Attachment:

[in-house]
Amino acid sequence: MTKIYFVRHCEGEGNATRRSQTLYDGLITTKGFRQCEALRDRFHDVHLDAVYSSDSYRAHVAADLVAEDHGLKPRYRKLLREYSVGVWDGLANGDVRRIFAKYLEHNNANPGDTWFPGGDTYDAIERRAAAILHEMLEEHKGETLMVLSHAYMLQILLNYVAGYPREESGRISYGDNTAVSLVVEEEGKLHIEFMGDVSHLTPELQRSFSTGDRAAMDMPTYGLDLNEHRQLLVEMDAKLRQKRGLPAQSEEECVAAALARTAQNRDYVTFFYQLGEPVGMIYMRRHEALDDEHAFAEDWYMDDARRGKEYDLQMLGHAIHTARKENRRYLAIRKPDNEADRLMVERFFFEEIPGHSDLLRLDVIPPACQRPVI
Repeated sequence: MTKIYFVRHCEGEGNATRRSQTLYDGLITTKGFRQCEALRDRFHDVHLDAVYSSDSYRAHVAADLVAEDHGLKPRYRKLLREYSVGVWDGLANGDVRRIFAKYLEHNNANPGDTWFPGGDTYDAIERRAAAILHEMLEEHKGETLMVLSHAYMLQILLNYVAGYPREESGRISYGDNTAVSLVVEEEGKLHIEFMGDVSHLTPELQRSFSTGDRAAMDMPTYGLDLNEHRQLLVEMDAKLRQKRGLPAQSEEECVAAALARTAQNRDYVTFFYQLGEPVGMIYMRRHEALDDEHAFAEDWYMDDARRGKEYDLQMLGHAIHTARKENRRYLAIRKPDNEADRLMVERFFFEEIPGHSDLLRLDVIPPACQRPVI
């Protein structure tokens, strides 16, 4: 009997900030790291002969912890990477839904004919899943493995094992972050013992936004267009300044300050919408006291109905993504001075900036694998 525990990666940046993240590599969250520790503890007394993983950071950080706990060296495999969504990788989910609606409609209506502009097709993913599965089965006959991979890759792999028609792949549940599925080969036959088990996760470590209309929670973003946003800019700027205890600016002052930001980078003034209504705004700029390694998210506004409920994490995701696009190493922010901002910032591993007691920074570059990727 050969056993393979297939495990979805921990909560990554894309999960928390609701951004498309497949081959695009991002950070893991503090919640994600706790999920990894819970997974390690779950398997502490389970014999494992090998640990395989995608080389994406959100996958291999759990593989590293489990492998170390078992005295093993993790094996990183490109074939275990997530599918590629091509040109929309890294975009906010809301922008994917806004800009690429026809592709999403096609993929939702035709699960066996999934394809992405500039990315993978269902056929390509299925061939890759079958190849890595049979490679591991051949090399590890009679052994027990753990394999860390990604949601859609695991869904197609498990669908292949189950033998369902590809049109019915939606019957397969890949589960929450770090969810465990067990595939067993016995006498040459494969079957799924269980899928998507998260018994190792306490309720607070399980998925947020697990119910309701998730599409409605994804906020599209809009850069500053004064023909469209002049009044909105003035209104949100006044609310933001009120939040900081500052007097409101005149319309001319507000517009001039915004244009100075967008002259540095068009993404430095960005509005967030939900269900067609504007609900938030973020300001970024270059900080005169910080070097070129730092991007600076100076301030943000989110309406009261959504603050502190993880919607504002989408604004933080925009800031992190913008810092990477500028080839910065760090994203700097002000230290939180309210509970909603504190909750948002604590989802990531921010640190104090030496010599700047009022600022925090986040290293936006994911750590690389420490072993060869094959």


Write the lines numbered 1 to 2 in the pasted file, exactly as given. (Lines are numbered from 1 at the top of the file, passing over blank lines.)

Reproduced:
[in-house]
Amino acid sequence: MTKIYFVRHCEGEGNATRRSQTLYDGLITTKGFRQCEALRDRFHDVHLDAVYSSDSYRAHVAADLVAEDHGLKPRYRKLLREYSVGVWDGLANGDVRRIFAKYLEHNNANPGDTWFPGGDTYDAIERRAAAILHEMLEEHKGETLMVLSHAYMLQILLNYVAGYPREESGRISYGDNTAVSLVVEEEGKLHIEFMGDVSHLTPELQRSFSTGDRAAMDMPTYGLDLNEHRQLLVEMDAKLRQKRGLPAQSEEECVAAALARTAQNRDYVTFFYQLGEPVGMIYMRRHEALDDEHAFAEDWYMDDARRGKEYDLQMLGHAIHTARKENRRYLAIRKPDNEADRLMVERFFFEEIPGHSDLLRLDVIPPACQRPVI